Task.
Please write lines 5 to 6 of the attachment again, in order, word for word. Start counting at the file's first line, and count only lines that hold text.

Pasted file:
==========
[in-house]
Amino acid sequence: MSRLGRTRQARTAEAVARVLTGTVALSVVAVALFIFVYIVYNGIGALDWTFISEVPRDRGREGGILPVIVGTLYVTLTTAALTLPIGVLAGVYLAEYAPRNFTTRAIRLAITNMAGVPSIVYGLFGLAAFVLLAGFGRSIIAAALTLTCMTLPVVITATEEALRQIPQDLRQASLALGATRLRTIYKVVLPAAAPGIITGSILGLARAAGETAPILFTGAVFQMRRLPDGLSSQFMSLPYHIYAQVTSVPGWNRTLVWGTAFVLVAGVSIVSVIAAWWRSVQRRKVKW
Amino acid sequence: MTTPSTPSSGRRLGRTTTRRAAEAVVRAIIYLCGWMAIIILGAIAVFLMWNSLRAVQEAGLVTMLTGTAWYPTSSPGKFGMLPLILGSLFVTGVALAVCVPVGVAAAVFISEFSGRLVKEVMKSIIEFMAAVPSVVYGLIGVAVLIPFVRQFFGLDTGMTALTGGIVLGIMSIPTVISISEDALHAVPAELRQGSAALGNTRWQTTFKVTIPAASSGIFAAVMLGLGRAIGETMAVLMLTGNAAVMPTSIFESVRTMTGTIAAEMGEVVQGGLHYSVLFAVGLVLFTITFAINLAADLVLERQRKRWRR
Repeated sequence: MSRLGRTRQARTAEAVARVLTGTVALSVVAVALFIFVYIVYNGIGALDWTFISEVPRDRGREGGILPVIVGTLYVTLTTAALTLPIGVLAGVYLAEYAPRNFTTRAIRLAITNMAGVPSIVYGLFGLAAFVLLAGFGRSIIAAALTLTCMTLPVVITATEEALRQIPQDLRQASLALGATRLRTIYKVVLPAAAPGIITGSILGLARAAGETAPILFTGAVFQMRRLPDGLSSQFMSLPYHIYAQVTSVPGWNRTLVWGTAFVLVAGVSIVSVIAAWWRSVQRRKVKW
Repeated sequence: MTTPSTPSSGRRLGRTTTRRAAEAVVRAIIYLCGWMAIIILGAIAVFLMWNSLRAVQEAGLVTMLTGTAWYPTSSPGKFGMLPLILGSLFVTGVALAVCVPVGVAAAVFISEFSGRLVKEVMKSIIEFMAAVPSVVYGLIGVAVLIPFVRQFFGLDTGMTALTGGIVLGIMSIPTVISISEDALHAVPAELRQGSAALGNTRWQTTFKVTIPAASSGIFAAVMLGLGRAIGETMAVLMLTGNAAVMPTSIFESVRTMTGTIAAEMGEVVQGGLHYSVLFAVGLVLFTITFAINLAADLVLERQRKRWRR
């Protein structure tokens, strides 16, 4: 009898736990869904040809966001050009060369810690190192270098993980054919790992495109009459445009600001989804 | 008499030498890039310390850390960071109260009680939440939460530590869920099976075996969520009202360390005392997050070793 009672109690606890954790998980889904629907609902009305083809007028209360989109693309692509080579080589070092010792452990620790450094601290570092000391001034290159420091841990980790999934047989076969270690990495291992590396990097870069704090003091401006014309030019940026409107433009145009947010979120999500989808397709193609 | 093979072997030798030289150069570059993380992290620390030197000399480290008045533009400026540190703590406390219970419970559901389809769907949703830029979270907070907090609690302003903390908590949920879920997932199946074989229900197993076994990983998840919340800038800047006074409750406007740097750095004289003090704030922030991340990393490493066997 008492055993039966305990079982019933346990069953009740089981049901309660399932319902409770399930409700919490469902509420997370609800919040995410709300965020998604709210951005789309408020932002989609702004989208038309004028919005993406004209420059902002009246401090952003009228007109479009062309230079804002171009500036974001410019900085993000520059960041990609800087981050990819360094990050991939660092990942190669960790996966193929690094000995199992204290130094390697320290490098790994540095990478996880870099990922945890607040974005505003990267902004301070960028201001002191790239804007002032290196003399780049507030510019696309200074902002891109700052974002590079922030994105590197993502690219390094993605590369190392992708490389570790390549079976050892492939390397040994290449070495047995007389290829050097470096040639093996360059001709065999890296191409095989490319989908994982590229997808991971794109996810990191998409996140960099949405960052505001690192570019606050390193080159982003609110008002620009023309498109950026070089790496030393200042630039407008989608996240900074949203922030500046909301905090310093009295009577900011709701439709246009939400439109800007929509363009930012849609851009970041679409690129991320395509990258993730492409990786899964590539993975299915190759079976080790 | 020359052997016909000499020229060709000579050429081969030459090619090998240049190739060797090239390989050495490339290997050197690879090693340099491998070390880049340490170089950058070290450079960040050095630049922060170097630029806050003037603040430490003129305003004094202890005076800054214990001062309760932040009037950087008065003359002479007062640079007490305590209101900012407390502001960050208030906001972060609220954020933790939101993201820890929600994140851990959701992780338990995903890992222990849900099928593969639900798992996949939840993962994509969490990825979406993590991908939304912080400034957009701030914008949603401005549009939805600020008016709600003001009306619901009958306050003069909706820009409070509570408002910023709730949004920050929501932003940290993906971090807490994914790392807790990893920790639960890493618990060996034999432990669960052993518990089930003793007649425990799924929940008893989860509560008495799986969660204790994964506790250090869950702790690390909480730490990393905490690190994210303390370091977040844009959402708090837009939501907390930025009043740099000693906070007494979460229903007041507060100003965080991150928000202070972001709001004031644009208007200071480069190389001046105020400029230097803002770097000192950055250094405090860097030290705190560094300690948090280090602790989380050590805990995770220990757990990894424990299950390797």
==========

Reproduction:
Repeated sequence: MTTPSTPSSGRRLGRTTTRRAAEAVVRAIIYLCGWMAIIILGAIAVFLMWNSLRAVQEAGLVTMLTGTAWYPTSSPGKFGMLPLILGSLFVTGVALAVCVPVGVAAAVFISEFSGRLVKEVMKSIIEFMAAVPSVVYGLIGVAVLIPFVRQFFGLDTGMTALTGGIVLGIMSIPTVISISEDALHAVPAELRQGSAALGNTRWQTTFKVTIPAASSGIFAAVMLGLGRAIGETMAVLMLTGNAAVMPTSIFESVRTMTGTIAAEMGEVVQGGLHYSVLFAVGLVLFTITFAINLAADLVLERQRKRWRR
């Protein structure tokens, strides 16, 4: 009898736990869904040809966001050009060369810690190192270098993980054919790992495109009459445009600001989804 | 008499030498890039310390850390960071109260009680939440939460530590869920099976075996969520009202360390005392997050070793 009672109690606890954790998980889904629907609902009305083809007028209360989109693309692509080579080589070092010792452990620790450094601290570092000391001034290159420091841990980790999934047989076969270690990495291992590396990097870069704090003091401006014309030019940026409107433009145009947010979120999500989808397709193609 | 093979072997030798030289150069570059993380992290620390030197000399480290008045533009400026540190703590406390219970419970559901389809769907949703830029979270907070907090609690302003903390908590949920879920997932199946074989229900197993076994990983998840919340800038800047006074409750406007740097750095004289003090704030922030991340990393490493066997 008492055993039966305990079982019933346990069953009740089981049901309660399932319902409770399930409700919490469902509420997370609800919040995410709300965020998604709210951005789309408020932002989609702004989208038309004028919005993406004209420059902002009246401090952003009228007109479009062309230079804002171009500036974001410019900085993000520059960041990609800087981050990819360094990050991939660092990942190669960790996966193929690094000995199992204290130094390697320290490098790994540095990478996880870099990922945890607040974005505003990267902004301070960028201001002191790239804007002032290196003399780049507030510019696309200074902002891109700052974002590079922030994105590197993502690219390094993605590369190392992708490389570790390549079976050892492939390397040994290449070495047995007389290829050097470096040639093996360059001709065999890296191409095989490319989908994982590229997808991971794109996810990191998409996140960099949405960052505001690192570019606050390193080159982003609110008002620009023309498109950026070089790496030393200042630039407008989608996240900074949203922030500046909301905090310093009295009577900011709701439709246009939400439109800007929509363009930012849609851009970041679409690129991320395509990258993730492409990786899964590539993975299915190759079976080790 | 020359052997016909000499020229060709000579050429081969030459090619090998240049190739060797090239390989050495490339290997050197690879090693340099491998070390880049340490170089950058070290450079960040050095630049922060170097630029806050003037603040430490003129305003004094202890005076800054214990001062309760932040009037950087008065003359002479007062640079007490305590209101900012407390502001960050208030906001972060609220954020933790939101993201820890929600994140851990959701992780338990995903890992222990849900099928593969639900798992996949939840993962994509969490990825979406993590991908939304912080400034957009701030914008949603401005549009939805600020008016709600003001009306619901009958306050003069909706820009409070509570408002910023709730949004920050929501932003940290993906971090807490994914790392807790990893920790639960890493618990060996034999432990669960052993518990089930003793007649425990799924929940008893989860509560008495799986969660204790994964506790250090869950702790690390909480730490990393905490690190994210303390370091977040844009959402708090837009939501907390930025009043740099000693906070007494979460229903007041507060100003965080991150928000202070972001709001004031644009208007200071480069190389001046105020400029230097803002770097000192950055250094405090860097030290705190560094300690948090280090602790989380050590805990995770220990757990990894424990299950390797």